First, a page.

IDC Energy Industry Insights Community –
On March 8, IDC Energy Insights launched the Worldwide Quarterly Smart Meter Tracker, a new data product tracking global deployments and shipments of Smart Meters. Unlike FERC and the EIA, which count both retrofitted electromechanical meters and meters with one-way communications, IDC's tracker focuses on truly 'advanced' metering and communications solutions; IDC defines a "smart meter" as a solid-state electric meter with integrated two-way communications.
Global smart meter deployments have more than doubled since 2005, and several findings have emerged from IDC's research of the US Smart Meter market (my colleague Adam Hazdra commented on the EMEA market here).
Push from Above
While smart meters have slowly been emerging since 2001, the Energy Independence and Security Act of 2007 (EISA 2007) and legislation enacted by large, capacity constrained states have ushered in a new era of digital information in the utility industry.
Section 1307 of EISA directed States to encourage utilities to deploy smart grid technology (as defined in Section 1301) and recommended that States allow for rate recovery, including "a reasonable rate of return" on associated CapEx.
Early adopters of EISA's recommendations include Texas and California, two States that had suffered through several rounds of rolling blackouts in the early and mid-2000's. Texas had encouraged Smart Grid deployment even before EISA with 2005 House Bill 2129, and directed the PUCT to establish a rate recovery mechanism in 2007 with HB 3693. Similarly, California enacted Senate Bill 17 in 2009, requiring utilities to file a Smart Grid deployment plan with the CAPUC by July of 2010. Pennsylvania became another early adopter under Governor Ed Rendell, implementing HB 2200 as Act 129 in 2008; Act 129 specifically targeted smart meters, requiring all electric distribution companies with more than 100,000 customers to submit a smart meter technology procurement and installation plan.
Current pilots and deployments in Texas, California, and Pennsylvania represent more than 21 million contracted endpoints, and have helped to drive the smart meter base in America from less than 2 million in 2007 to nearly 20 million by the end of 2010. The next wave of smart meter deployments will be driven by a similar 'push from above' as more than $4.3 billion in smart grid ARRA funding is spent over the next three years.
While the breakneck pace of smart meter deployment will slow after 2013, IDC Energy Insights forecasts that US smart meter installations will surpass 80 million by 2015 as utilities will find a business case to replace aging AMR and drive-by systems and as demand begins to grow for HAN and remote load-control functionality.
Established Players Lead the Way
Itron and Landis+Gyr dominated the US meter market in 2010, combining to account for more than 60% of total installations. Landis+Gyr commanded more than 50% of the 2010 Muni and Coop markets, while Itron (> 40%) and Sensus (nearly 20%) lead in major IOU deployments.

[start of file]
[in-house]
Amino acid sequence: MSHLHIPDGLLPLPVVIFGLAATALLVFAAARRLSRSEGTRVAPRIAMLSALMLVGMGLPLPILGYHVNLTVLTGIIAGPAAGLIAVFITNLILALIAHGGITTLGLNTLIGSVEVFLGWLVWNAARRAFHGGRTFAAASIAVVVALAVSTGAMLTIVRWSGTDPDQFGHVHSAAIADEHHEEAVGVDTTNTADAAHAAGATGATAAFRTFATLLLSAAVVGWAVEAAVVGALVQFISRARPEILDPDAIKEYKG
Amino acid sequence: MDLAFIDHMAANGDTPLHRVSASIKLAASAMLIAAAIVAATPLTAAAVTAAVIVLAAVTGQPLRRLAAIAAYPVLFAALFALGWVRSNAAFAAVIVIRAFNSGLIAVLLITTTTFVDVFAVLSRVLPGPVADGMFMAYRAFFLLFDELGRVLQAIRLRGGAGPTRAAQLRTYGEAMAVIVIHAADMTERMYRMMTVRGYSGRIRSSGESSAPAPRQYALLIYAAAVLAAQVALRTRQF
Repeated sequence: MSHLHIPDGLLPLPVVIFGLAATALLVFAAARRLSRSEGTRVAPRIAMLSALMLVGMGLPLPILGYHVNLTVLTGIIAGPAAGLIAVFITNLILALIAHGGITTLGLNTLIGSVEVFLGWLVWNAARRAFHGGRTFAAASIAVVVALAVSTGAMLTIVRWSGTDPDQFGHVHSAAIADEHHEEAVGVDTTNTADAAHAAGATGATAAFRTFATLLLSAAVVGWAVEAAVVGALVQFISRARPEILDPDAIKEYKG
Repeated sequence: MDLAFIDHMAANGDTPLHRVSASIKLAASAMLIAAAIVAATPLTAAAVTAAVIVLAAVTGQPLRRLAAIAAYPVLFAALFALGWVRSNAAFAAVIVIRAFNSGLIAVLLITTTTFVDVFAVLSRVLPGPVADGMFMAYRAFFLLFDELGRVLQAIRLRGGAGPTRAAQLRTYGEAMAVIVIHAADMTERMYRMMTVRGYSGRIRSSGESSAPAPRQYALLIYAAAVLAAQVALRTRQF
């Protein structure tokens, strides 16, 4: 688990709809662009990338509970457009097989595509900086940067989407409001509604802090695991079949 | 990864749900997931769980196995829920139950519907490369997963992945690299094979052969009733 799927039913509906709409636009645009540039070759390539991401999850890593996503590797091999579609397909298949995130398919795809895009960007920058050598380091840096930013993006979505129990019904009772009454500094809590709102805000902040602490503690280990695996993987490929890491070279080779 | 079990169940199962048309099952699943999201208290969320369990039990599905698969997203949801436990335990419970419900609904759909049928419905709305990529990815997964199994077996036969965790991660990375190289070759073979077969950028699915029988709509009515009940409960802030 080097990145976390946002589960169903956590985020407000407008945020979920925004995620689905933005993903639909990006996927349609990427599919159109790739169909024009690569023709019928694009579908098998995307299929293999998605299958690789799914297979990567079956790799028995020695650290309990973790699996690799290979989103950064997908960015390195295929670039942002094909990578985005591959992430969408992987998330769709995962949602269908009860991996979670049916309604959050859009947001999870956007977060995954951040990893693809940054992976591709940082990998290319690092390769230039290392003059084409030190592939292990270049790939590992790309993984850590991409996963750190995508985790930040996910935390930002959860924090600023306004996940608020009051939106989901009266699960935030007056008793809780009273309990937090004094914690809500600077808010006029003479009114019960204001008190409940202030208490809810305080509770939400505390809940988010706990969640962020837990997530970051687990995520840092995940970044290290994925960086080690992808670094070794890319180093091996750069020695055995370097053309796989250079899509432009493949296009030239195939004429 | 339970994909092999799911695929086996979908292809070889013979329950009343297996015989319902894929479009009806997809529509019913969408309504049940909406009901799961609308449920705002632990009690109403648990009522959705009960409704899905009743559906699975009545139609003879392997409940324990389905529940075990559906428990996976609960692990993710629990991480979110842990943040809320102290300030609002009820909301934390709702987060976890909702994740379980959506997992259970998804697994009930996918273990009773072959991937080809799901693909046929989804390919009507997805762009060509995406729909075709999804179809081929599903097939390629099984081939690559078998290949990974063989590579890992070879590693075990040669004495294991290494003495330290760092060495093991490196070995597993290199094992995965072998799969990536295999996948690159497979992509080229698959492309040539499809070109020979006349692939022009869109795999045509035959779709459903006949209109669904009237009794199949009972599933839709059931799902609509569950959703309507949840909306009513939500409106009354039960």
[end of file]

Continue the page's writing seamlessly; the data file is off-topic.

Smart Meter communications in the United States continue to be dominated by RF-Mesh based solutions and more than 75% of endpoints installed in 2010 are communicating through mesh networks. Itron's OpenWay solution leapfrogged both Landis+Gyr and start-up darling Silver Spring Networks in 2010 as major deployments at San Diego Gas & Electric, Southern California Edison, and CenterPoint Energy came up to speed.
While mesh remains the preferred solution in the IOU market, PLC, or power-line communications, has historically dominated the electric cooperative market. Despite recent gains by Sensus' RF-Tower based offering and RF-Mesh solutions provided by Tantalus and Elster, this trend continued as PLC captured more than 50% of the Coop market in 2010. Aclara maintained a narrow lead over Cooper Power Systems and Landis+Gyr's TS2 solution in 2010 deployments of PLC at US cooperatives.
The Smart Grid Investment Grant program launched by EISA and furthered by ARRA has given tremendous momentum to the US Smart Meter industry. Much about the marketplace however, remains uncertain and will be determined in the next 5-10 years.
* How will low-capacity PLC networks hold-up as HAN's begin to place demands on bandwidth?
* What effect will grassroots concern over electromagnetic radiation have on wireless deployments?
* Will declining cellular data prices overcome utility concerns regarding reliability and data security?
* What impact will cross-platform functionality have on vendor selection?
* How will the marketplace develop as startups rise and fall and Chinese manufacturers enter the industry?
* How will the increased integration and penetration of renewables influence smart meter adoption?
IDC's Worldwide Quarterly Smart Meter Tracker provides a quantitative look at the Smart Meter industry in North America, EMEA, and the Rest of the World, including shipments and installations by meter and communication vendor, market value, and a 5-year forecast.